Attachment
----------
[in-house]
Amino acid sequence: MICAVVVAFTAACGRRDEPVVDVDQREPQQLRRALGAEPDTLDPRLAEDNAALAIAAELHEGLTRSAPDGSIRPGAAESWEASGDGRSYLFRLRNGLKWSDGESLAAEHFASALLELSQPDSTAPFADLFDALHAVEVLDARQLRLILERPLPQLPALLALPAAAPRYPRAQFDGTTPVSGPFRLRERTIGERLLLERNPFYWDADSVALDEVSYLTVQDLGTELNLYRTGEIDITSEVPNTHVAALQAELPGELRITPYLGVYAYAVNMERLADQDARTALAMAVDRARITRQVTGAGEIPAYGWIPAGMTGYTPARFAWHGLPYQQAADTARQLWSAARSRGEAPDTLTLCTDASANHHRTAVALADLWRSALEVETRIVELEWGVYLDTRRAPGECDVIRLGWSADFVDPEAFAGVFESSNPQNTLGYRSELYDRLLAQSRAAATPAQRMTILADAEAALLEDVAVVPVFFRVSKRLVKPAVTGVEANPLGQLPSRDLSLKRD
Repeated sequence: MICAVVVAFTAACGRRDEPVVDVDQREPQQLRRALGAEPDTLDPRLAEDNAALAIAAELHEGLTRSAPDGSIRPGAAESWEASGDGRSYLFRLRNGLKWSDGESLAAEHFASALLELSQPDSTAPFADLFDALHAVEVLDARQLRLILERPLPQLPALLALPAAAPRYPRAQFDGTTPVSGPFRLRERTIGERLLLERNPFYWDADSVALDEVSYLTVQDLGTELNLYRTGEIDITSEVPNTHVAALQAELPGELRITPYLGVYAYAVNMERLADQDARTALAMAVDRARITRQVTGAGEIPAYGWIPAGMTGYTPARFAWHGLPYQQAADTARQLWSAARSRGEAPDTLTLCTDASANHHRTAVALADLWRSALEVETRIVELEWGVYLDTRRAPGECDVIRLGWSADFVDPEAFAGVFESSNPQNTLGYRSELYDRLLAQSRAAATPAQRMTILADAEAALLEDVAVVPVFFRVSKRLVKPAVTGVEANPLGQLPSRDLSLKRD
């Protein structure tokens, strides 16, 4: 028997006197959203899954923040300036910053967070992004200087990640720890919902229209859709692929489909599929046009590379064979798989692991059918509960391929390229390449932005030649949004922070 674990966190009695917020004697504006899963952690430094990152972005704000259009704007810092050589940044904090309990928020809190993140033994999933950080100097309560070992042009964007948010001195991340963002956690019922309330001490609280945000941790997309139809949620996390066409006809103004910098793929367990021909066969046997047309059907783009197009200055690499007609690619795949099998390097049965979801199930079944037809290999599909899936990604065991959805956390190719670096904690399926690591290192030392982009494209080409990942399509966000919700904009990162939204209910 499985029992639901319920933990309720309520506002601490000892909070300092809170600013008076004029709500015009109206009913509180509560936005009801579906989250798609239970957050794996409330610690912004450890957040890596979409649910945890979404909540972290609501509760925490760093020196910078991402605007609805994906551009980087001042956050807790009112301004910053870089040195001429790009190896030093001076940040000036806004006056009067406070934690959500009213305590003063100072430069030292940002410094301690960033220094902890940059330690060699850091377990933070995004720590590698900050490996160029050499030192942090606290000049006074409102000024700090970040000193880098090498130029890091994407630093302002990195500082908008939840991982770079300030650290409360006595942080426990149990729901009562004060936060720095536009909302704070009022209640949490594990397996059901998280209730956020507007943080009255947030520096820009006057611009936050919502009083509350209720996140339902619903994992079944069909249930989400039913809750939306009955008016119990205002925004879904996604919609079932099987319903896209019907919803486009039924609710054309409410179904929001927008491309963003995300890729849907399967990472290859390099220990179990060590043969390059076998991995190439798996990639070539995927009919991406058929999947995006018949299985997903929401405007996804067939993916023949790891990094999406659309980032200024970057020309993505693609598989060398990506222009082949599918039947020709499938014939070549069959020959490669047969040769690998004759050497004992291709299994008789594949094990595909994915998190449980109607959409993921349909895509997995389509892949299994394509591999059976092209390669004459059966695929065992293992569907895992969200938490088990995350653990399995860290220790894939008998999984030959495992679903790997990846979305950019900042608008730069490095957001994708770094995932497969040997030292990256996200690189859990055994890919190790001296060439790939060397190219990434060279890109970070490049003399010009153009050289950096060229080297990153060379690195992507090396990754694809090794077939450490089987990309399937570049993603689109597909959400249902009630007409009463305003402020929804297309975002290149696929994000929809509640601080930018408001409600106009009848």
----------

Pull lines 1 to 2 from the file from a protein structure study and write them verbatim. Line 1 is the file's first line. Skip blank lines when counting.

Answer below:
[in-house]
Amino acid sequence: MICAVVVAFTAACGRRDEPVVDVDQREPQQLRRALGAEPDTLDPRLAEDNAALAIAAELHEGLTRSAPDGSIRPGAAESWEASGDGRSYLFRLRNGLKWSDGESLAAEHFASALLELSQPDSTAPFADLFDALHAVEVLDARQLRLILERPLPQLPALLALPAAAPRYPRAQFDGTTPVSGPFRLRERTIGERLLLERNPFYWDADSVALDEVSYLTVQDLGTELNLYRTGEIDITSEVPNTHVAALQAELPGELRITPYLGVYAYAVNMERLADQDARTALAMAVDRARITRQVTGAGEIPAYGWIPAGMTGYTPARFAWHGLPYQQAADTARQLWSAARSRGEAPDTLTLCTDASANHHRTAVALADLWRSALEVETRIVELEWGVYLDTRRAPGECDVIRLGWSADFVDPEAFAGVFESSNPQNTLGYRSELYDRLLAQSRAAATPAQRMTILADAEAALLEDVAVVPVFFRVSKRLVKPAVTGVEANPLGQLPSRDLSLKRD